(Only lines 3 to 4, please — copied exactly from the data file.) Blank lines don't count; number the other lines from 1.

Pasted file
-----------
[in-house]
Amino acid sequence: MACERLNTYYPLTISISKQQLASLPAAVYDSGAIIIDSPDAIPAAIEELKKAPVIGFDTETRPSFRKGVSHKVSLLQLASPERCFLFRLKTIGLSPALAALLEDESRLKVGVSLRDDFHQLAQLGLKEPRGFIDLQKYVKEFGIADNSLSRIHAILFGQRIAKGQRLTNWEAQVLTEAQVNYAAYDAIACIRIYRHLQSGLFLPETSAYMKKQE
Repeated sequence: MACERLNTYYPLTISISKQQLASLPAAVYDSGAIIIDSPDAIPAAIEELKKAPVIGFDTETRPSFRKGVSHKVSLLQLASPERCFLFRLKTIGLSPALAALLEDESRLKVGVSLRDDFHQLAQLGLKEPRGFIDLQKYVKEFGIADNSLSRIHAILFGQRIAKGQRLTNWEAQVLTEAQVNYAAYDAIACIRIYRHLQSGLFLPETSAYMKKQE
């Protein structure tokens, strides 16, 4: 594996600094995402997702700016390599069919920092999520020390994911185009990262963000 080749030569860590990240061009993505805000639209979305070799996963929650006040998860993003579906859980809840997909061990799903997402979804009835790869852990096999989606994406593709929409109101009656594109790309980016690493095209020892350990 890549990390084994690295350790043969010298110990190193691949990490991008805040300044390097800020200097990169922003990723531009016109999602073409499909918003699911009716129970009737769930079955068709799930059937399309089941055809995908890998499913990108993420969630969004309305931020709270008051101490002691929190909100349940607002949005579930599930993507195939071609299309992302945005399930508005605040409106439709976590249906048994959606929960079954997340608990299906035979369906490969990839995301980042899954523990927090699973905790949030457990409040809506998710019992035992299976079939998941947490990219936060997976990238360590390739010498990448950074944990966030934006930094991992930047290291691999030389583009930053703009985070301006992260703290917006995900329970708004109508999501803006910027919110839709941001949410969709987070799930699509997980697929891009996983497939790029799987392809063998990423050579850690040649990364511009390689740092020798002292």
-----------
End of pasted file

Repeated sequence: MACERLNTYYPLTISISKQQLASLPAAVYDSGAIIIDSPDAIPAAIEELKKAPVIGFDTETRPSFRKGVSHKVSLLQLASPERCFLFRLKTIGLSPALAALLEDESRLKVGVSLRDDFHQLAQLGLKEPRGFIDLQKYVKEFGIADNSLSRIHAILFGQRIAKGQRLTNWEAQVLTEAQVNYAAYDAIACIRIYRHLQSGLFLPETSAYMKKQE
């Protein structure tokens, strides 16, 4: 594996600094995402997702700016390599069919920092999520020390994911185009990262963000 080749030569860590990240061009993505805000639209979305070799996963929650006040998860993003579906859980809840997909061990799903997402979804009835790869852990096999989606994406593709929409109101009656594109790309980016690493095209020892350990 890549990390084994690295350790043969010298110990190193691949990490991008805040300044390097800020200097990169922003990723531009016109999602073409499909918003699911009716129970009737769930079955068709799930059937399309089941055809995908890998499913990108993420969630969004309305931020709270008051101490002691929190909100349940607002949005579930599930993507195939071609299309992302945005399930508005605040409106439709976590249906048994959606929960079954997340608990299906035979369906490969990839995301980042899954523990927090699973905790949030457990409040809506998710019992035992299976079939998941947490990219936060997976990238360590390739010498990448950074944990966030934006930094991992930047290291691999030389583009930053703009985070301006992260703290917006995900329970708004109508999501803006910027919110839709941001949410969709987070799930699509997980697929891009996983497939790029799987392809063998990423050579850690040649990364511009390689740092020798002292």